Eating In Season This Autumn
Nutrition Oct 18, 2016
Eating In Season This Autumn

Eating seasonally is not only good for you as you get to incorporate fresh and exciting new flavors into your diet, but it’s also good for the environment (and your wallet). See why you should start eating with the seasons and which fruits and vegetables to start including in your meals this autumn.

Why you should eat in season


Produce that has been allowed to ripen in the sun is more flavorful. Since there is no need to grow seasonal produce in an artificial greenhouse environment, or pick early to allow ripening during transport, the naturally grown and ripened food will have more flavor.


Plants get nutrients from the soil. By eating produce closest to the time it is picked, you are ensuring that it is at its peak regarding nutritional content.


Since it is in season, the produce is more plentiful. The nature of supply and demand will dictate the prices be lower.


Eating in season can easily mean eating locally. Farmer’s markets are a great place to support local growers and get the freshest foods.

Autumnal fruits and vegetables to eat now

Butternut squash

These are in season, throughout the US, from October through the winter. Butternut squash is high in fiber and low in calorie. It has more vitamin A than pumpkin and is rich in B-complex vitamins that include niacin, folate, B-6, thiamine, and riboflavin. In addition to the flesh, the seeds can be roasted, and are a good source of tryptophan, an essential amino acid for brain health.


This root vegetable has a mild peppery flavor that becomes sweeter when roasted. Parsnips are available, in season throughout the late fall and winter. Though they contain more natural sugar than carrots, they have nearly twice the fiber. Parsnips have been found to contain anti-inflammatory properties and are an excellent source of vitamin C.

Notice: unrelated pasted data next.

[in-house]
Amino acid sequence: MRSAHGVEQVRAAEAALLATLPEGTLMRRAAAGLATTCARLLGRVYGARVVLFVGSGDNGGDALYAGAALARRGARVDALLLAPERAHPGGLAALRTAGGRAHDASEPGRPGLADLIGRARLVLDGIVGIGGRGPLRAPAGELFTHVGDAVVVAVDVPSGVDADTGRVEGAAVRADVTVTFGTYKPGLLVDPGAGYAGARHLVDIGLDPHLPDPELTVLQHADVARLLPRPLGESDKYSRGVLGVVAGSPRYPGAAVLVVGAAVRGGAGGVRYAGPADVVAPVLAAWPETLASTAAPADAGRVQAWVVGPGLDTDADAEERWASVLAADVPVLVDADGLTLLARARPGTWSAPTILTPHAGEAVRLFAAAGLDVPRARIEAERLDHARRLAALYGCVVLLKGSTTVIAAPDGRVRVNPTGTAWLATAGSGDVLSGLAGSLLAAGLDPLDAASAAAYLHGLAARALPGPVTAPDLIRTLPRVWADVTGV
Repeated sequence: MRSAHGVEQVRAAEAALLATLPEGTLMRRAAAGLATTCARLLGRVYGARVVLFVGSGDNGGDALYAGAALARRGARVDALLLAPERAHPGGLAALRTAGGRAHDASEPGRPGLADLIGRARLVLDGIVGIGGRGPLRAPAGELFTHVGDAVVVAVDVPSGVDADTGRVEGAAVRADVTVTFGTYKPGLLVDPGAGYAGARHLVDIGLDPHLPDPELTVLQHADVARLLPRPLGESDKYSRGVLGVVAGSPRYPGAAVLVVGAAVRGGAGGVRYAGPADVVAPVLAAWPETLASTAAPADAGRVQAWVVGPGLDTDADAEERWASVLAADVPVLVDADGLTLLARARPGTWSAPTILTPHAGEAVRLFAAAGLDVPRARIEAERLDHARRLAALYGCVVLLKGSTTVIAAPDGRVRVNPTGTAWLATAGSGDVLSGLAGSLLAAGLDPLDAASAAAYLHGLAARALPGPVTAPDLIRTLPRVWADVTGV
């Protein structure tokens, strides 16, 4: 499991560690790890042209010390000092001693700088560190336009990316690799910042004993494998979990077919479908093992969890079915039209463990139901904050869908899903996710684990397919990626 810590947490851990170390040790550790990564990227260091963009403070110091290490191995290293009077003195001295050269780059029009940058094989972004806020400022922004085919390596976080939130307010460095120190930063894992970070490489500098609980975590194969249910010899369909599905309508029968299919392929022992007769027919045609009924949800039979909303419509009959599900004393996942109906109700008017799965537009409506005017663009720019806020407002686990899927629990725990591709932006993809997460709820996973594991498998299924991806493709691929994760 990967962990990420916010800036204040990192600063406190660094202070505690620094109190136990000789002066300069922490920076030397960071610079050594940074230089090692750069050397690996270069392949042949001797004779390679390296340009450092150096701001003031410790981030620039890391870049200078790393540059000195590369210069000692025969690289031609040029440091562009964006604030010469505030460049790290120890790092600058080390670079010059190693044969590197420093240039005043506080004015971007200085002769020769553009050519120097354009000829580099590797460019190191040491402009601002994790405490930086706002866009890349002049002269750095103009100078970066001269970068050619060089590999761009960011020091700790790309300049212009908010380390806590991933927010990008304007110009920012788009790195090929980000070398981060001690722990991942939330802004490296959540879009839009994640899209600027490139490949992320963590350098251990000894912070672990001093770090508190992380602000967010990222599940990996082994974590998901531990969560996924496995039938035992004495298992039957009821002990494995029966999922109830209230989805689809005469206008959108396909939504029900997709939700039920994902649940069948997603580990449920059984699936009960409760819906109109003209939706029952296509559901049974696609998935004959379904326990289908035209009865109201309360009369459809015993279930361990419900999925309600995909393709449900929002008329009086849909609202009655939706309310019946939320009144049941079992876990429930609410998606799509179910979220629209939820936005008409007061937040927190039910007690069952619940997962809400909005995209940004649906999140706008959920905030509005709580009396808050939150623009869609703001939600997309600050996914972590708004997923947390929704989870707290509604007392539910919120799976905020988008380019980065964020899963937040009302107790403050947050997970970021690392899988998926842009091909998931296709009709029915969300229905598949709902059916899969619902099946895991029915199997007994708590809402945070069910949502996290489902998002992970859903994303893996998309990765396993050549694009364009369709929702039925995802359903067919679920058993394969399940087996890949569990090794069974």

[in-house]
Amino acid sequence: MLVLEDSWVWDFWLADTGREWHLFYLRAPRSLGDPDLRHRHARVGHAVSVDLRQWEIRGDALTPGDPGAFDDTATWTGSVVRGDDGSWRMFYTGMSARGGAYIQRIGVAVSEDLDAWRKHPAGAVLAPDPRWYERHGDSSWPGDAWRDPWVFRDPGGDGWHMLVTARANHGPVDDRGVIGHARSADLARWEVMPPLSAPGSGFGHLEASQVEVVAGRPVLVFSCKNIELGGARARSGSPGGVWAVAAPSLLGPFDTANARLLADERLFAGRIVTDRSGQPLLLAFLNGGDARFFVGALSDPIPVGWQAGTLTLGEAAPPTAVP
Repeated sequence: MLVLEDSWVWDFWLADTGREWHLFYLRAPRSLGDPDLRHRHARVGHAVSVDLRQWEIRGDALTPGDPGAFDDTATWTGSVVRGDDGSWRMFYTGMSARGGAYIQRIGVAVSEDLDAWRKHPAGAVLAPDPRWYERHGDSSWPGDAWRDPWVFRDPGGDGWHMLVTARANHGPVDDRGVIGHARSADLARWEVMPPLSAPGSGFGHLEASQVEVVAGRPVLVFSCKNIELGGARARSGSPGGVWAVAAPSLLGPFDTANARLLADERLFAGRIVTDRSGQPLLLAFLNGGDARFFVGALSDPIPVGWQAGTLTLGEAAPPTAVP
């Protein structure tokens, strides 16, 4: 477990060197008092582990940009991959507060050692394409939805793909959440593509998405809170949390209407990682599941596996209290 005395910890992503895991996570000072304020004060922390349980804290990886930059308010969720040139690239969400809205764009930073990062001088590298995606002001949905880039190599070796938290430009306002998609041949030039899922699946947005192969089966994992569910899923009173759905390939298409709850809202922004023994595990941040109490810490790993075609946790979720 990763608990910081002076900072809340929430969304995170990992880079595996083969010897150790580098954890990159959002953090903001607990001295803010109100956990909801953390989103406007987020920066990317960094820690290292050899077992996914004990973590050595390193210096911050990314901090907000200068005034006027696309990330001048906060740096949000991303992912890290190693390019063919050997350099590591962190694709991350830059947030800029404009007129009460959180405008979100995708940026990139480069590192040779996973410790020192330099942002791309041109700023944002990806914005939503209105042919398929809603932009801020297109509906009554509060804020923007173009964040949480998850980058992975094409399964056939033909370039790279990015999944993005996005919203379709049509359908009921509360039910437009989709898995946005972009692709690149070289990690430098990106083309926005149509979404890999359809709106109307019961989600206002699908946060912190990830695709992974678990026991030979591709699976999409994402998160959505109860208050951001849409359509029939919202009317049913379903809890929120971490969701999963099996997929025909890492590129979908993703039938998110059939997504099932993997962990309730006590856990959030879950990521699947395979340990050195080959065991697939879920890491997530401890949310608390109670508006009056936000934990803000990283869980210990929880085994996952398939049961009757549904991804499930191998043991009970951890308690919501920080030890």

Many varieties of apples are in season across the US beginning in late summer throughout the fall. Apples are great for cooking or eating raw as a snack. They are rich in fiber and high in nutrients while, generally, low in calories. Apples are known to be very high in antioxidants and flavonoids. Apples carry moderate amounts of essential minerals.

Brussel sprouts

These leafy green mini-cabbages are some of the tastiest and nutrient packed fall vegetables available. They are a rich source of fiber, protein, vitamins, minerals and antioxidants. They are often considered a “superfood” due to the high nutritional value. They are seasonally fresh throughout the fall and winter.

Sweet potatoes

These fiber-packed potatoes are sweet and tasty in many dishes. They are in season and widely available throughout autumn and winter. High in flavonoids, antioxidants, vitamins, and minerals, these starchy root vegetables can be prepared in savory or sweet dishes.


Closely related to cabbage and brussel sprouts, this pungent white vegetable, is no less nutritious. It contains numerous phytonutrients, and unique compounds called indole-3-carbinol, sulforaphane that may combat diabetes, and offer protection from cancer.